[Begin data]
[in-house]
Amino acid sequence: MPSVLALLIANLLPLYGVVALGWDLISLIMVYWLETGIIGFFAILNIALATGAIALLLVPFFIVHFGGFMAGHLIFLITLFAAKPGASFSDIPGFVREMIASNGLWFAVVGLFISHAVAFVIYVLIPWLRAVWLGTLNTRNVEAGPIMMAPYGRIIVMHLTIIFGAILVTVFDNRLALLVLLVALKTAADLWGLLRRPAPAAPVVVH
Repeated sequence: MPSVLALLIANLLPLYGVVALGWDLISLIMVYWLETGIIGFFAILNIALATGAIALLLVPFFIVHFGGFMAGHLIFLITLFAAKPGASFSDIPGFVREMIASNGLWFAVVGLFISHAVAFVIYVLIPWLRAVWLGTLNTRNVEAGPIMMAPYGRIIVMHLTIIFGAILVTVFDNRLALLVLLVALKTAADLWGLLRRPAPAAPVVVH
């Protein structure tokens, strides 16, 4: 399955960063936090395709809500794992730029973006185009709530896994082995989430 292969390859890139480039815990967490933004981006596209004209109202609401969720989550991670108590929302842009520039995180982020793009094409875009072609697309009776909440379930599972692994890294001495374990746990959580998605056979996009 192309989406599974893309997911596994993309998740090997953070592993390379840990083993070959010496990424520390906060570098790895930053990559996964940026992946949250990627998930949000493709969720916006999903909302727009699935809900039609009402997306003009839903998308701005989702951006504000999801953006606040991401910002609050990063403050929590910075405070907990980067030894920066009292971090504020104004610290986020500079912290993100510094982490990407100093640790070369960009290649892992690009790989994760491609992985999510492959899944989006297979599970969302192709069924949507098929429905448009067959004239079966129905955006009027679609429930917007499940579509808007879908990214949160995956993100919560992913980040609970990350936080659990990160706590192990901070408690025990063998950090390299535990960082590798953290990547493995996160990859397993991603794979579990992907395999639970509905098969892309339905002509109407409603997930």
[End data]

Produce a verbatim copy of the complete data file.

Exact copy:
[in-house]
Amino acid sequence: MPSVLALLIANLLPLYGVVALGWDLISLIMVYWLETGIIGFFAILNIALATGAIALLLVPFFIVHFGGFMAGHLIFLITLFAAKPGASFSDIPGFVREMIASNGLWFAVVGLFISHAVAFVIYVLIPWLRAVWLGTLNTRNVEAGPIMMAPYGRIIVMHLTIIFGAILVTVFDNRLALLVLLVALKTAADLWGLLRRPAPAAPVVVH
Repeated sequence: MPSVLALLIANLLPLYGVVALGWDLISLIMVYWLETGIIGFFAILNIALATGAIALLLVPFFIVHFGGFMAGHLIFLITLFAAKPGASFSDIPGFVREMIASNGLWFAVVGLFISHAVAFVIYVLIPWLRAVWLGTLNTRNVEAGPIMMAPYGRIIVMHLTIIFGAILVTVFDNRLALLVLLVALKTAADLWGLLRRPAPAAPVVVH
């Protein structure tokens, strides 16, 4: 399955960063936090395709809500794992730029973006185009709530896994082995989430 292969390859890139480039815990967490933004981006596209004209109202609401969720989550991670108590929302842009520039995180982020793009094409875009072609697309009776909440379930599972692994890294001495374990746990959580998605056979996009 192309989406599974893309997911596994993309998740090997953070592993390379840990083993070959010496990424520390906060570098790895930053990559996964940026992946949250990627998930949000493709969720916006999903909302727009699935809900039609009402997306003009839903998308701005989702951006504000999801953006606040991401910002609050990063403050929590910075405070907990980067030894920066009292971090504020104004610290986020500079912290993100510094982490990407100093640790070369960009290649892992690009790989994760491609992985999510492959899944989006297979599970969302192709069924949507098929429905448009067959004239079966129905955006009027679609429930917007499940579509808007879908990214949160995956993100919560992913980040609970990350936080659990990160706590192990901070408690025990063998950090390299535990960082590798953290990547493995996160990859397993991603794979579990992907395999639970509905098969892309339905002509109407409603997930």